The Grace of the Grandmothers

 

 

woman holding pan with food
Photo by cottonbro on Pexels.com

It’s a cold but clear still early morning here in the soybean field. I took Oakley for a quick run around the house just now. A little earlier I did yoga for the morning. I’m on my second cup of tea.

While it might sound pretty normal, it shapes up to be another infamous day in my life’s timeline. In an attempt to stave off the spread of COVID-19, the state of Illinois will be under  a mandatory stay at home order (as in shelter in place) at 5 PM tonight. So far five people have died from it. I don’t recall the number of people who have it, but there is one reported case in my county. We’ll still be able to get out for walks as long as we observe social distancing (staying about six feet apart) and to the grocery store and medical appointments, but for the most part we’ll be working and staying home.

The announcement came during noon news yesterday. I watched the briefing later in the afternoon when Governor Pritzker announced his decision to sign the order. He’d consulted with epidemiologists, statisticians, and public health experts. After last weekend’s blatant disregard of the stay at home suggestions, he had to make it official. Not done lightly because he knew jobs were at stake, but because lives were and those are more important.

So came the news. Not with the collective shock of the assassinations of the Kennedys and Martin Luther King, Jr.; not with the gasp of Nixon’s resignation; not with the violent chaos of 9/11. It’s much quieter than that, except for the hoards spilling into the street to binge shop, even though we can do that at leisure over the next couple of weeks.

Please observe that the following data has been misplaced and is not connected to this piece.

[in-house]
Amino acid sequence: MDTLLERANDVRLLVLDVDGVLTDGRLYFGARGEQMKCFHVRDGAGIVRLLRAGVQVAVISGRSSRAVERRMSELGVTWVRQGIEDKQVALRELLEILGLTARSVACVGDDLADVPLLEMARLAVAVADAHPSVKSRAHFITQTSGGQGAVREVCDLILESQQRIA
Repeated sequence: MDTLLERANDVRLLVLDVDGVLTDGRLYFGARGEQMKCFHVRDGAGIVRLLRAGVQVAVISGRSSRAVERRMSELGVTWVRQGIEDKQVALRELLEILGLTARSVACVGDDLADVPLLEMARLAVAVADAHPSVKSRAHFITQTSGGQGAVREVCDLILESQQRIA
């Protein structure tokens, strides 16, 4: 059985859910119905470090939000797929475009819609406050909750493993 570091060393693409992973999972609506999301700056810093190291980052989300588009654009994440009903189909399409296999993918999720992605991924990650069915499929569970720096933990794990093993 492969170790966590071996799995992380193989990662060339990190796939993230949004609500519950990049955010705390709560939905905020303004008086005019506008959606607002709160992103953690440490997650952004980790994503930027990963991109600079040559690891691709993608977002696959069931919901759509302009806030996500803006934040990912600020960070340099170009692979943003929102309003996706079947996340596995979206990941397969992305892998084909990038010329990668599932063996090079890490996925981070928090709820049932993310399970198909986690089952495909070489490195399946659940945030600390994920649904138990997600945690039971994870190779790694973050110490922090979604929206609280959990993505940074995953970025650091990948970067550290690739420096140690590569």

Well, so be it. My first question to myself was what would my grandmothers have done, what did they do in similar circumstances.

First thing would be make sure there was enough food for everyone. We’d done a big haul/stock up the week before, so Hubby and I are set. I picked my way through traffic  to the pet store where I get Oakley’s food and grabbed a few more bags in case of interruptions in the supply chain. His food is made by a Milwaukee-based company,  so I doubt it, but just for my own peace of mind I went. And found out that pet stores are considered a necessary business and will be open.

Second, touch base with relatives, blood and spirit. We talked to Gram at least once a week (she lived in Massachusetts) and Grandma (across town) daily.  Talked to my brother. He and Sister in Law and kids are fine. Will call my sister later today. Texted with one of my friends last night. All good so far.

Third, engage in spiritual practice. Grandma quietly prayed when she woke up, again at bed time, and as needed through the day. Gram would make coffee, then sit with her prayer book and slide the crystal blue rosary beads through her fingers as she laid her petitions at Mother Mary’s feet. I’ve meditated and done yoga. Spiritual practice doesn’t have to involve a deity of any kind; just engage in some activity that helps you feel connected to the whole.

Fourth, find something enjoyable to occupy your mind. Gram read and knitted bandages for the leper colonies that were still in existence in the post-WWII era. Grandma cooked, crocheted, and listened to the radio. I’ll find something to do. We can and will still get out for walks. And I have a stack of books to be read.

Gram and Grandma survived two world wars, the Spanish flu, and the Great Depression. They went through rationing, scrap collection, watching pennies during the Depression, and a myriad of other things with grace and strength.

I think I can stay home with the same.